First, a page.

Eric Wedge ‘leaning’ toward dropping Ichiro from leadoff spot

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The Seattle Mariners remain in a transition phase, attempting to undo the messes of Bill Bavasi while playing in a beefed up AL West division that includes two teams — the Rangers and Angels — that are throwing money around like they just got some magic pants.

A big part of that transition will involve 38-year-old right fielder Ichiro, whose contract runs out after the 2012 season. He’s coming off his worst season in the big leagues and will make $17 million in 2012, money the M’s would no-doubt like to spend elsewhere.

It seems that manager Eric Wedge is already preparing for life without Ichiro, saying in an interview with 710 ESPN in Seattle on Wednesday that there is “a good possibility,” he’ll be dropping Ichiro from his customary spot at the top of the batting order.

“I’ve been doing a ton of thinking about that and I still haven’t decided what I’m going to do,” he said. “I’ve got a vision in mind in regards to what I want to see happen. Obviously I’ve got to work off of Ichiro a little bit, but ultimately I’m going to do what I think’s best to give us the best chance to score runs, because it’s too important for us to make a huge step offensively.”

Pressed on the question of removing Ichiro from the leadoff spot, Wedge admitted that “if you had to put a gun to my head right now I’d probably be leaning in that direction.”

Wedge said his ideal leadoff hitter gets on base a lot – which Ichiro used to do (.370 career OBP), but didn’t in 2011 (.310) – and sees a lot of pitches – something Ichiro has never done. He mentioned Dustin Ackley, who hit .273/.348/.417 in 90 games as a rookie in 2011, as a possible replacement.

Click through for the entire interview, as Wedge talks about other things, too, including Jesus Montero: “We think he’s going to be able to catch.”

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A.J. Hinch: “We’ll use every pitcher in Game 7 if we have to”

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It’s not entirely clear why the Astros threw Ken Giles into the ninth inning of Game 6 of the ALCS. With a six-run advantage and the bottom half of the Yankees’ lineup due up, pushing the series to its seven-game capacity looked like a sure bet. Giles may be one of Houston’s better bullpen arms, but he’s not their only option, and it would have made more sense to keep him fresh for a do-or-die Game 7 on Saturday night.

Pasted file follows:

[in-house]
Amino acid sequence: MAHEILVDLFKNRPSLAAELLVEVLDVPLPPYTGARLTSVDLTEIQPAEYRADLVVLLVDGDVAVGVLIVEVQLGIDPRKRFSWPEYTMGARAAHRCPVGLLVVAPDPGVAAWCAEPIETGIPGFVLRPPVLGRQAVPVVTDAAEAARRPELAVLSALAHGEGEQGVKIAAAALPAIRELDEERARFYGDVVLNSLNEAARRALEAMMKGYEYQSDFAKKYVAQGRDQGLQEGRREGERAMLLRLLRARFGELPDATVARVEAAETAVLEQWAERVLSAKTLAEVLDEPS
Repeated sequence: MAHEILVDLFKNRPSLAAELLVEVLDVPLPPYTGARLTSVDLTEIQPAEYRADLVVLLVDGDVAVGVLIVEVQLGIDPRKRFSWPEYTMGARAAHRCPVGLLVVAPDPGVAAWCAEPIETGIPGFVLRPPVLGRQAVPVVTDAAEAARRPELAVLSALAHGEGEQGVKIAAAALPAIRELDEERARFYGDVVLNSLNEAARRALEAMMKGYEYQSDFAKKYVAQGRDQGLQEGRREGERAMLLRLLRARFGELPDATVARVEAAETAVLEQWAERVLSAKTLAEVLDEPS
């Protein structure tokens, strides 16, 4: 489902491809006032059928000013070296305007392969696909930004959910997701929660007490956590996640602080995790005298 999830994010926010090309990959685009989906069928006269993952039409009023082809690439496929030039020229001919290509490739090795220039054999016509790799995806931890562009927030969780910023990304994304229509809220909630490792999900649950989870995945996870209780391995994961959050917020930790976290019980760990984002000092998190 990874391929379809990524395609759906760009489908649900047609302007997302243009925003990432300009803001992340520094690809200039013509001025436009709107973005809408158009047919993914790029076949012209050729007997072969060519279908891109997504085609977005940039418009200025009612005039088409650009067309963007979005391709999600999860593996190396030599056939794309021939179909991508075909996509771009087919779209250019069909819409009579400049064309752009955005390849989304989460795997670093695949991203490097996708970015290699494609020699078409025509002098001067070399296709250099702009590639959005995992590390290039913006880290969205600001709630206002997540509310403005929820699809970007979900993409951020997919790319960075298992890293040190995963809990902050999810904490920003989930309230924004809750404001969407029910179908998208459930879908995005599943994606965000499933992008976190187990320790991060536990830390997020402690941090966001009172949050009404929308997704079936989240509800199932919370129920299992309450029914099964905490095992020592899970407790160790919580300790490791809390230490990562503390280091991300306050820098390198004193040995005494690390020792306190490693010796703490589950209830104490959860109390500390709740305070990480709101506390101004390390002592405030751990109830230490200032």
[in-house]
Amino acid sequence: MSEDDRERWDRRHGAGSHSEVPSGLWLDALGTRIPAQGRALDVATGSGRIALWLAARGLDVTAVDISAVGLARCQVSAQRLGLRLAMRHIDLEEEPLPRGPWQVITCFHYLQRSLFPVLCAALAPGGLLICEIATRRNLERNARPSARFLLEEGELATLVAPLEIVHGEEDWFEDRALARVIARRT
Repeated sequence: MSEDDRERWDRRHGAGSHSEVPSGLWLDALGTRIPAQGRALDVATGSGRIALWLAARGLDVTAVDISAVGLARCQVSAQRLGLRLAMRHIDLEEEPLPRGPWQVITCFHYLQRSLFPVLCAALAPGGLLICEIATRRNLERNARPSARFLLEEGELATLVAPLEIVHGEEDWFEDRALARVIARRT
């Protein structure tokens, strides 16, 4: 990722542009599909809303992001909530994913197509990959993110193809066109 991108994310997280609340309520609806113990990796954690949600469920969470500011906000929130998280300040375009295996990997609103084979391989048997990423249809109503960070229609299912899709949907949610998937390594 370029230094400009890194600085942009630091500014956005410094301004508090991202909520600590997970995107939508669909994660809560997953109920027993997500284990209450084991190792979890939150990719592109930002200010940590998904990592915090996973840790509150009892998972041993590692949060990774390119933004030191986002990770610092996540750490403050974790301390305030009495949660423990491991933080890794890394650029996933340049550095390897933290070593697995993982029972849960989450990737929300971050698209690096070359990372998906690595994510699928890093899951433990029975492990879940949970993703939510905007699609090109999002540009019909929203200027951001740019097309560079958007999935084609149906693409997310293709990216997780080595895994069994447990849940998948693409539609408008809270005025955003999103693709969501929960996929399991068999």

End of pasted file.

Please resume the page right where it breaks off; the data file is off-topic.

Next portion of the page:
Of course, there’s no such thing as a sure bet when it comes to postseason baseball. That’s more or less what Astros’ manager A.J. Hinch had to say after the game, telling reporters that he had envisioned a quick three outs from his closer as they tried to pull back from the brink of elimination. “We didn’t have the luxury of limping into that inning,” Hinch said. “We’ve seen how these guys can explode in these innings.”

It’s not difficult to recall the Yankees’ explosive drive in the eighth inning of Game 4, when they exploited the holes in Houston’s ‘pen and evened the series with Gary Sanchez‘s go-ahead double off of Giles. Back home in Minute Maid Park, however, there was a slightly different feel to the eighth and ninth innings of Game 6. Jose Altuve led off the eighth with a solo home run, followed by Alex Bregman‘s two-run double and Evan Gattis‘ sac fly. In the ninth, Giles labored through a 23-pitch outing to lock down the win, handing out a base hit and a seven-pitch walk before eventually whiffing Chase Headley on three straight pitches for the last out.

So, while Hinch’s decision to lean on Giles in Game 6 may have felt wasteful, his concerns were not entirely unfounded. He’s prepared to roll with the same strategy during Saturday’s series finale, too, leaving nothing on the table as the Astros battle for their first World Series showdown since 2005. According to Dallas Keuchel, that means all hands on deck — except for Justin Verlander, whose four wins, 24 strikeouts and 1.46 postseason ERA have gotten the Astros as far as he could possibly be expected to take them. “No pitcher is going to be in the dugout,” said Keuchel. “They’re all going to be in the bullpen, myself included. Any way we can help out, we’re trying to get to the World Series, the same way the Yankees are, and that’s a nice feeling to have.”

Does that mean Giles will be available for a Game 7 appearance? Stranger things have happened. Joe Sheehan notes that the right-hander has pitched in back-to-back days 13 times this year, though he’s never thrown as many as 23 pitches on Day 1. Granted, he likely doesn’t have enough left in the tank for another 20+ pitch run on Saturday, but with the World Series on the line, any help he can offer will be invaluable.